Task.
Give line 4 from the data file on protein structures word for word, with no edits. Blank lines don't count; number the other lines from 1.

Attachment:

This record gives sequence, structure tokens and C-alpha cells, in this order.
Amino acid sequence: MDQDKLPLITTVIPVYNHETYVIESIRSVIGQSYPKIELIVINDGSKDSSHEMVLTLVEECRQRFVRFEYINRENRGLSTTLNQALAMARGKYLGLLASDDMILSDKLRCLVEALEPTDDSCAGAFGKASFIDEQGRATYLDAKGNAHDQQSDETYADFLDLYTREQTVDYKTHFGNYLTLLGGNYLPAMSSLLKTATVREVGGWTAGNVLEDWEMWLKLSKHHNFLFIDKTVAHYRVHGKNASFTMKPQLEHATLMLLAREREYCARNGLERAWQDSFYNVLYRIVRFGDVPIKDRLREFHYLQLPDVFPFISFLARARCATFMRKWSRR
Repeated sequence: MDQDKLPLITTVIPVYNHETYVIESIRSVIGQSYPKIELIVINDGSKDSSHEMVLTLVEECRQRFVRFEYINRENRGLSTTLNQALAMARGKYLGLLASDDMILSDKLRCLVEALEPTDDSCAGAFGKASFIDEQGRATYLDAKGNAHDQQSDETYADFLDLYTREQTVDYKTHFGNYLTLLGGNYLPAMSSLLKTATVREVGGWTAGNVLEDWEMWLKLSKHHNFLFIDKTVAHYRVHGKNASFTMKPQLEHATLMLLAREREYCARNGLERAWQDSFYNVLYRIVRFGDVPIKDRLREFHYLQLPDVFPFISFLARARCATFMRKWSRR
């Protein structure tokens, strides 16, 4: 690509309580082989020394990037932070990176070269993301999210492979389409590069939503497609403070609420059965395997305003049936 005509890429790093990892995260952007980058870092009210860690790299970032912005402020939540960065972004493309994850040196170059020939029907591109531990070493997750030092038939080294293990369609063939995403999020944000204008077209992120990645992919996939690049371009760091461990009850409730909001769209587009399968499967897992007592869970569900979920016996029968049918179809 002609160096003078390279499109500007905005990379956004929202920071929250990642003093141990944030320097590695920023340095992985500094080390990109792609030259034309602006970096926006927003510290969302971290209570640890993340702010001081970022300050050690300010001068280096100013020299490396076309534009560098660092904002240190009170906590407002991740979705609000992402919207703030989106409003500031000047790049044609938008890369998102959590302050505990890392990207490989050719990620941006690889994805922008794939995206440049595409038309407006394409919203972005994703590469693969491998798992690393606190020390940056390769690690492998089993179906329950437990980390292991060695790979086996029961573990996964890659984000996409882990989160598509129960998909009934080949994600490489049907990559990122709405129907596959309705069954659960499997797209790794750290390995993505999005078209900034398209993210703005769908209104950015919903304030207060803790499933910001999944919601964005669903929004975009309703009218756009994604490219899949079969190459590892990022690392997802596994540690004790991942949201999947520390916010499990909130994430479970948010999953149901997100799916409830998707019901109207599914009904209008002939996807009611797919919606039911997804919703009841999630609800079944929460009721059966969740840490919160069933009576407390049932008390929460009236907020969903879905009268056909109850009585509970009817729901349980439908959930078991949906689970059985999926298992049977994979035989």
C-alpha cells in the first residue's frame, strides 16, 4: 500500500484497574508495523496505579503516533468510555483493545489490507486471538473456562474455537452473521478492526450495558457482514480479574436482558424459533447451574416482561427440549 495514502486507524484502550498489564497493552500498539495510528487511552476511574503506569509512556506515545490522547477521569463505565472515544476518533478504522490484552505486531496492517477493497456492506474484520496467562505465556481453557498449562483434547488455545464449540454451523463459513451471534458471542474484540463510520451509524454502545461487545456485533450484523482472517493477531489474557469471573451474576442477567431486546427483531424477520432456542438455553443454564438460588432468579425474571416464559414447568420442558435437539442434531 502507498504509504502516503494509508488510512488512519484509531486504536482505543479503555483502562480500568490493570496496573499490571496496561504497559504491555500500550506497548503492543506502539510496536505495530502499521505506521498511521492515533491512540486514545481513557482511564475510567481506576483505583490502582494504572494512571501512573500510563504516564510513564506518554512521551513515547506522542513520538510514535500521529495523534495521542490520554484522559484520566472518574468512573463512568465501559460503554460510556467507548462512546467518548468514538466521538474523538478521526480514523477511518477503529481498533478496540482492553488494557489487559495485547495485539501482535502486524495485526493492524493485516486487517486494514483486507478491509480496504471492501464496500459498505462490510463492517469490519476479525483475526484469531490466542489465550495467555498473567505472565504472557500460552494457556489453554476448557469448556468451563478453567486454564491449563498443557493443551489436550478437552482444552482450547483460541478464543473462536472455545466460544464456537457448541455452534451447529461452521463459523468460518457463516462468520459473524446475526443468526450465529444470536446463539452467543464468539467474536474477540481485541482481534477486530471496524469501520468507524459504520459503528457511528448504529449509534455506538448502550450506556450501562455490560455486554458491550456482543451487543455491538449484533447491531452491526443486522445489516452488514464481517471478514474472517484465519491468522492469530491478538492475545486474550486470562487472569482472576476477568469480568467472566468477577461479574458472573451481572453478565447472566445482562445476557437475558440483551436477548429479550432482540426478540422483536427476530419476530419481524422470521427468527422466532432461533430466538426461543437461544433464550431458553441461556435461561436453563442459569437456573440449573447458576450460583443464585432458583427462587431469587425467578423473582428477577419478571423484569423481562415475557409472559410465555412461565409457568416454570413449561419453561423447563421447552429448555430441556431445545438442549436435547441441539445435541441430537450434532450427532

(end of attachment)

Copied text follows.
């Protein structure tokens, strides 16, 4: 690509309580082989020394990037932070990176070269993301999210492979389409590069939503497609403070609420059965395997305003049936 005509890429790093990892995260952007980058870092009210860690790299970032912005402020939540960065972004493309994850040196170059020939029907591109531990070493997750030092038939080294293990369609063939995403999020944000204008077209992120990645992919996939690049371009760091461990009850409730909001769209587009399968499967897992007592869970569900979920016996029968049918179809 002609160096003078390279499109500007905005990379956004929202920071929250990642003093141990944030320097590695920023340095992985500094080390990109792609030259034309602006970096926006927003510290969302971290209570640890993340702010001081970022300050050690300010001068280096100013020299490396076309534009560098660092904002240190009170906590407002991740979705609000992402919207703030989106409003500031000047790049044609938008890369998102959590302050505990890392990207490989050719990620941006690889994805922008794939995206440049595409038309407006394409919203972005994703590469693969491998798992690393606190020390940056390769690690492998089993179906329950437990980390292991060695790979086996029961573990996964890659984000996409882990989160598509129960998909009934080949994600490489049907990559990122709405129907596959309705069954659960499997797209790794750290390995993505999005078209900034398209993210703005769908209104950015919903304030207060803790499933910001999944919601964005669903929004975009309703009218756009994604490219899949079969190459590892990022690392997802596994540690004790991942949201999947520390916010499990909130994430479970948010999953149901997100799916409830998707019901109207599914009904209008002939996807009611797919919606039911997804919703009841999630609800079944929460009721059966969740840490919160069933009576407390049932008390929460009236907020969903879905009268056909109850009585509970009817729901349980439908959930078991949906689970059985999926298992049977994979035989």